10. The Pledge, According To Norcross


“I pledge allegiance to the Flag of The United States Of America, and to the Republic for which it stands; one nation, under God, indivisible, with Liberty and Justice for all.”

Today is Flag Day.  It was on this date in 1777 that the Continental Congress passed the Flag Resolution, which stated, “Resolved, that the flag of the United States be thirteen stripes, alternate red and white; that the union be thirteen stars, white in a blue field, representing a new Constellation.”

I knew that I would be writing something today.  I also knew that, after I wrote about the interpretations of the Pledge Of Allegiance from Red Skelton and John Wayne, I have been thinking of my own interpretation.  And it seems to me that Flag Day would be the right time to post this entry.

Now, keep in mind that I have drawn my inspiration from both Mr. Skelton and Mr. Wayne, and there may be places where I may — no, make that will — sound similar to both.  And there may be a couple of other inspirations that will creep in as well.

So without further ado, here is my interpretation of the Pledge Of Allegiance:

I . . .

Me, an individual, one of some 300 million such individuals who call this great country home.

Pledge . . .

Promise, swear, affirm, or aver.  Give my solemn word of honor.

Allegiance . . .

Loyalty or fealty, respect, devotion.  My alignment with the principles and tenets of this country.

To the Flag . . .

Old Glory.  The Stars And Stripes.  The Star-Spangled Banner.  Thirteen red and white stripes that symbolize how our country began, and 50 white stars on a blue field that represent who we are today.  Wherever it flies, from Detroit to Houston, from New York to LA, from the sands of Iwo Jima to the Sea Of Tranquility on the Moon, it stands as a beacon of hope and a symbol of liberty for all.  May it always remain such a symbol.

Of the United States Of America,

We began as 13 very different colonies, coming together to overthrow the bonds of a common tyrant.  We formed a union, believing that the union would be greater than the sum of the individual colonies.  Or to use the line often attributed to Benjamin Franklin, “We must hang together, or we shall surely hang separately.”

After winning our independence as a nation, we grew, extending to new territories the same concepts of liberty that were behind the founding of this country.  And each of these new states were treated as equals; it does not matter if a state was one of the original 13, or if it was one of those that most recently joined the Union, all are the same.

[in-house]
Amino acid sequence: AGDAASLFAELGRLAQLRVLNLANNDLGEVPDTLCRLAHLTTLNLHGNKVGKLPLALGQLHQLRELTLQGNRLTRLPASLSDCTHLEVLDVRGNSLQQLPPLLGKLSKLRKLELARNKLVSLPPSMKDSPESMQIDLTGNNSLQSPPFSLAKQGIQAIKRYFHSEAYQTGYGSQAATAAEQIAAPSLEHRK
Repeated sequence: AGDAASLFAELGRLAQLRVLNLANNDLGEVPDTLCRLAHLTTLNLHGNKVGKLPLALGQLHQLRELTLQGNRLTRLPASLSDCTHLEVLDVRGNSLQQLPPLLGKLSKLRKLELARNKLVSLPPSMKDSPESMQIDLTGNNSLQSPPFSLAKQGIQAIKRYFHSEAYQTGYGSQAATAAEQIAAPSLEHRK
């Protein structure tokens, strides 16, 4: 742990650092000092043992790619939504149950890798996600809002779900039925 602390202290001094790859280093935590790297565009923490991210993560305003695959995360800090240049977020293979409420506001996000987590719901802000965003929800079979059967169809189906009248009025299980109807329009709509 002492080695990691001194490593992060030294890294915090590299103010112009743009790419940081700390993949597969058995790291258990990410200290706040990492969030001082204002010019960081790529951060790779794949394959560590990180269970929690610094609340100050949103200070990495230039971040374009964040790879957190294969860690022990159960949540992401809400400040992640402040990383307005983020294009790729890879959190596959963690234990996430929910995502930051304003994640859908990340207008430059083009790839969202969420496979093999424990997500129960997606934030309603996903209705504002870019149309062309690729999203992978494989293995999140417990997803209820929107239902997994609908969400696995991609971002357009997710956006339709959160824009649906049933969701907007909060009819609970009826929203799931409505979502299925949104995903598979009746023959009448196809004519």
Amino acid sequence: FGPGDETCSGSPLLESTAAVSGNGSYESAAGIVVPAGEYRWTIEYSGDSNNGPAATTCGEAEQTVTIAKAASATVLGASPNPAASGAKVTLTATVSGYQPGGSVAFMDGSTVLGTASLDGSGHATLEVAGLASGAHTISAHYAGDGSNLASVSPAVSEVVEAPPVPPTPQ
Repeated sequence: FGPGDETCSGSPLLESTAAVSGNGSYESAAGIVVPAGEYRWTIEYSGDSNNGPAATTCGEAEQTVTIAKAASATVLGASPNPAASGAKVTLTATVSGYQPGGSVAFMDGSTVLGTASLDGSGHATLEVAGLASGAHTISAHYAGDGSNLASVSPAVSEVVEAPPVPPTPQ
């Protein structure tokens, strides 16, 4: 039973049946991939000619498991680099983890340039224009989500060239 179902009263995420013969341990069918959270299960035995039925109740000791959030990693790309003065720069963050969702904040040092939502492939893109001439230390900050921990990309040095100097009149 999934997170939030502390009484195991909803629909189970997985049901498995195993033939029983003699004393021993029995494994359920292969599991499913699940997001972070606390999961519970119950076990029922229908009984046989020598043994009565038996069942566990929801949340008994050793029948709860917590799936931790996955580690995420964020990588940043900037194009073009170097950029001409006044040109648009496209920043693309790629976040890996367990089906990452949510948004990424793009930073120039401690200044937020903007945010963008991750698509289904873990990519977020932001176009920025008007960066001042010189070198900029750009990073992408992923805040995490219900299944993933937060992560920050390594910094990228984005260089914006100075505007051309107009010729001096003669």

And to the Republic for which it stands,

Republic — A form of government where the citizens choose those who will lead them.  It is those elected leaders are accountable to the citizens, and not the citizens who are accountable to the leaders.  And if those leaders ever forget that little fact, they not only could, but they should face the wrath and displeasure of those who put them in power at the ballot box.

One Nation,

Our ancestors came from every corner of Earth, all seeking what is now called The American Dream.  The Great Seal of this country carries the Latin phrase E pluribus unum — out of many, one.

Under God,

Our government does not allow the establishment of a state religion.  People living in America have the freedom to choose whatever form of worship they want, and the variety of churches, synagogues, and cathedrals are testament to every faith known to mankind.  But the freedom of religion should never be equated with the freedom from religion.  Our government, whether federal or local, should be allowed to recognize and acknowledge the role religion has played and continues to play in the life of our nation without it being seen as an endorsement of any one religion.


Our nation was forged in the fires of revolution.  That unity was sundered in the throes of a civil war that pitted neighbor against neighbor, friend against friend, and brother against brother.  But that civil war not only shattered this nation; it served as the furnace that reforged it into something even stronger than it was before.

With Liberty . . .